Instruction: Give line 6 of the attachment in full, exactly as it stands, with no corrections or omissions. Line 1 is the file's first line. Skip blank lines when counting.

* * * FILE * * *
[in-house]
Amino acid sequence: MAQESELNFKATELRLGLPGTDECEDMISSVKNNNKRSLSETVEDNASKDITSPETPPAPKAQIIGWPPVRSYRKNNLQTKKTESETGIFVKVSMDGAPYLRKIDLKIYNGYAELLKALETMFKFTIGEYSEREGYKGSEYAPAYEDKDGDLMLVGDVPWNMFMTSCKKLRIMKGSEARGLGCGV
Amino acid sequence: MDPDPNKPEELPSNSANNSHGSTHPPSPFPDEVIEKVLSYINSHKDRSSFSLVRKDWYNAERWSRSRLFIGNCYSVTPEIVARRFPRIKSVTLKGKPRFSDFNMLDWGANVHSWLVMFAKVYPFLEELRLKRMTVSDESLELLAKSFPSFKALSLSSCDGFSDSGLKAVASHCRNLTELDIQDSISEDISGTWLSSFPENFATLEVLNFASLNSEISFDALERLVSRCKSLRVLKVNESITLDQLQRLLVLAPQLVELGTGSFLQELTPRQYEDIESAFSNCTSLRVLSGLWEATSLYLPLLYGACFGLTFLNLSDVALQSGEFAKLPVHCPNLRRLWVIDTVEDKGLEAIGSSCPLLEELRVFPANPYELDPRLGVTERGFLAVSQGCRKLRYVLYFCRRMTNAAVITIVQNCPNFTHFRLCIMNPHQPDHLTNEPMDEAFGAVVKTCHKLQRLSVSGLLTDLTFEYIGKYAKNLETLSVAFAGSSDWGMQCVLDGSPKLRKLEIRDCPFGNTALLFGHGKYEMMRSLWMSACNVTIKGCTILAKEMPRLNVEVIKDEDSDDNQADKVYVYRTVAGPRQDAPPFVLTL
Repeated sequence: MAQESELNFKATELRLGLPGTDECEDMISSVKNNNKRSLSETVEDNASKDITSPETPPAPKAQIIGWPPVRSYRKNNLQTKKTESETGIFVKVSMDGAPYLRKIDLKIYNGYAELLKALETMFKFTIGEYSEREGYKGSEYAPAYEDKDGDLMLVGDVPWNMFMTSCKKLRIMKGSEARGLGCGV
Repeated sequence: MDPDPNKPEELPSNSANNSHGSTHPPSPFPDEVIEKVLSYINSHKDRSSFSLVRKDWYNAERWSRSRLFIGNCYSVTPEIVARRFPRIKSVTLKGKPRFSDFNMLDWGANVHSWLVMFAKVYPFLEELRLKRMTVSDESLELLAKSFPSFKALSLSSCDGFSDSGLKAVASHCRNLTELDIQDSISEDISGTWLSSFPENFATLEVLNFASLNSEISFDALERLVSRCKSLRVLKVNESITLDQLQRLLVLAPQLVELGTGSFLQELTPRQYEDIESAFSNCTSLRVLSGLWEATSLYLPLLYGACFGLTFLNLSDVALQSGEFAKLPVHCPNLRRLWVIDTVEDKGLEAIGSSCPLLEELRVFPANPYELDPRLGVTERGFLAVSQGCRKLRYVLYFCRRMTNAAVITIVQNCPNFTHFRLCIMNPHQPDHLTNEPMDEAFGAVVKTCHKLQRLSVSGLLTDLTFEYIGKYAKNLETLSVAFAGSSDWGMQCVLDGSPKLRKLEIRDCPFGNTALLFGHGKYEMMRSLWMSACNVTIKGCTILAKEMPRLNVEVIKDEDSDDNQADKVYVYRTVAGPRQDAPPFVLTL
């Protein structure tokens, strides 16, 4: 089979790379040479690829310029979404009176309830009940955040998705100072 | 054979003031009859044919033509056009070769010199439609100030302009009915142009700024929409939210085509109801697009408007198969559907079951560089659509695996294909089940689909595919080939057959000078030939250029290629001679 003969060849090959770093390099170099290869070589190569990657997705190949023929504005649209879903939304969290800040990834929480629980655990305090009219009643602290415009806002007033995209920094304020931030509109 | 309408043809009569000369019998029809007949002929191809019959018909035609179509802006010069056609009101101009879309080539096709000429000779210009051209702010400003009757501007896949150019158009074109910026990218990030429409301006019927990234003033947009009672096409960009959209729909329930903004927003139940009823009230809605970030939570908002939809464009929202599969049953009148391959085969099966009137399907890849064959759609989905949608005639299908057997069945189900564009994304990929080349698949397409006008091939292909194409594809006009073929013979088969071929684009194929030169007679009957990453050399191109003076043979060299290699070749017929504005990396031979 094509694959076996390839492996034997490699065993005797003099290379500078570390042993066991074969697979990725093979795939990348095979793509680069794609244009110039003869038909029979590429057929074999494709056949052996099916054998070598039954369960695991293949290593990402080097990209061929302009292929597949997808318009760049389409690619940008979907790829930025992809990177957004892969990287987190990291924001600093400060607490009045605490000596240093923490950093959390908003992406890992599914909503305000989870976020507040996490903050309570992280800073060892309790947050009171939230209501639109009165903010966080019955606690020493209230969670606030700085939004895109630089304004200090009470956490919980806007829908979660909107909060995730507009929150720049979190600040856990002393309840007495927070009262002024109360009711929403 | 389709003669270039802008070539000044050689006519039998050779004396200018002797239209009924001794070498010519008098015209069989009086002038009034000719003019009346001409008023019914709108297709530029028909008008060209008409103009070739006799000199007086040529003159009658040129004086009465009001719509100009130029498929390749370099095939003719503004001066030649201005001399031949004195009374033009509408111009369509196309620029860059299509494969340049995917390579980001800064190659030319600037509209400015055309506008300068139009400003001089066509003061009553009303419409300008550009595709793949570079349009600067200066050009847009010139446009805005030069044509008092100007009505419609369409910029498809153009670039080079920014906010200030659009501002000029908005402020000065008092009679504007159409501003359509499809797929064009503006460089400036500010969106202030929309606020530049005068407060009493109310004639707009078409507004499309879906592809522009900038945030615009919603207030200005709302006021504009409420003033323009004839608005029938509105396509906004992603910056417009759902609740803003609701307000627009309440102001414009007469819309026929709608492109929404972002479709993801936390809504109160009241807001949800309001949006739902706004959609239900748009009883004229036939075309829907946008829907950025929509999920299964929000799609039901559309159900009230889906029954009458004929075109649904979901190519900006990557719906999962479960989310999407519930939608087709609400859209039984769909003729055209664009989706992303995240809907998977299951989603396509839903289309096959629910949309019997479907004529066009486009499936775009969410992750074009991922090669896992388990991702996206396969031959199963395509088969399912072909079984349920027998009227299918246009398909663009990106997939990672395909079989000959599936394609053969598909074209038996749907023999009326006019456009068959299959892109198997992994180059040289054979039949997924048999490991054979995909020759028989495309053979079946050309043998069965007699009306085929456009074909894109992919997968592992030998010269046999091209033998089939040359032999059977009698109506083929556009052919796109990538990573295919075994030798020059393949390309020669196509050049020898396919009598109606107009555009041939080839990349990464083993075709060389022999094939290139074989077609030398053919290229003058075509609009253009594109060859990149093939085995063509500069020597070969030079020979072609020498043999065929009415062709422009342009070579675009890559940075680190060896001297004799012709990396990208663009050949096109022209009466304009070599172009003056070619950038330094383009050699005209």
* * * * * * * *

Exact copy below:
């Protein structure tokens, strides 16, 4: 089979790379040479690829310029979404009176309830009940955040998705100072 | 054979003031009859044919033509056009070769010199439609100030302009009915142009700024929409939210085509109801697009408007198969559907079951560089659509695996294909089940689909595919080939057959000078030939250029290629001679 003969060849090959770093390099170099290869070589190569990657997705190949023929504005649209879903939304969290800040990834929480629980655990305090009219009643602290415009806002007033995209920094304020931030509109 | 309408043809009569000369019998029809007949002929191809019959018909035609179509802006010069056609009101101009879309080539096709000429000779210009051209702010400003009757501007896949150019158009074109910026990218990030429409301006019927990234003033947009009672096409960009959209729909329930903004927003139940009823009230809605970030939570908002939809464009929202599969049953009148391959085969099966009137399907890849064959759609989905949608005639299908057997069945189900564009994304990929080349698949397409006008091939292909194409594809006009073929013979088969071929684009194929030169007679009957990453050399191109003076043979060299290699070749017929504005990396031979 094509694959076996390839492996034997490699065993005797003099290379500078570390042993066991074969697979990725093979795939990348095979793509680069794609244009110039003869038909029979590429057929074999494709056949052996099916054998070598039954369960695991293949290593990402080097990209061929302009292929597949997808318009760049389409690619940008979907790829930025992809990177957004892969990287987190990291924001600093400060607490009045605490000596240093923490950093959390908003992406890992599914909503305000989870976020507040996490903050309570992280800073060892309790947050009171939230209501639109009165903010966080019955606690020493209230969670606030700085939004895109630089304004200090009470956490919980806007829908979660909107909060995730507009929150720049979190600040856990002393309840007495927070009262002024109360009711929403 | 389709003669270039802008070539000044050689006519039998050779004396200018002797239209009924001794070498010519008098015209069989009086002038009034000719003019009346001409008023019914709108297709530029028909008008060209008409103009070739006799000199007086040529003159009658040129004086009465009001719509100009130029498929390749370099095939003719503004001066030649201005001399031949004195009374033009509408111009369509196309620029860059299509494969340049995917390579980001800064190659030319600037509209400015055309506008300068139009400003001089066509003061009553009303419409300008550009595709793949570079349009600067200066050009847009010139446009805005030069044509008092100007009505419609369409910029498809153009670039080079920014906010200030659009501002000029908005402020000065008092009679504007159409501003359509499809797929064009503006460089400036500010969106202030929309606020530049005068407060009493109310004639707009078409507004499309879906592809522009900038945030615009919603207030200005709302006021504009409420003033323009004839608005029938509105396509906004992603910056417009759902609740803003609701307000627009309440102001414009007469819309026929709608492109929404972002479709993801936390809504109160009241807001949800309001949006739902706004959609239900748009009883004229036939075309829907946008829907950025929509999920299964929000799609039901559309159900009230889906029954009458004929075109649904979901190519900006990557719906999962479960989310999407519930939608087709609400859209039984769909003729055209664009989706992303995240809907998977299951989603396509839903289309096959629910949309019997479907004529066009486009499936775009969410992750074009991922090669896992388990991702996206396969031959199963395509088969399912072909079984349920027998009227299918246009398909663009990106997939990672395909079989000959599936394609053969598909074209038996749907023999009326006019456009068959299959892109198997992994180059040289054979039949997924048999490991054979995909020759028989495309053979079946050309043998069965007699009306085929456009074909894109992919997968592992030998010269046999091209033998089939040359032999059977009698109506083929556009052919796109990538990573295919075994030798020059393949390309020669196509050049020898396919009598109606107009555009041939080839990349990464083993075709060389022999094939290139074989077609030398053919290229003058075509609009253009594109060859990149093939085995063509500069020597070969030079020979072609020498043999065929009415062709422009342009070579675009890559940075680190060896001297004799012709990396990208663009050949096109022209009466304009070599172009003056070619950038330094383009050699005209």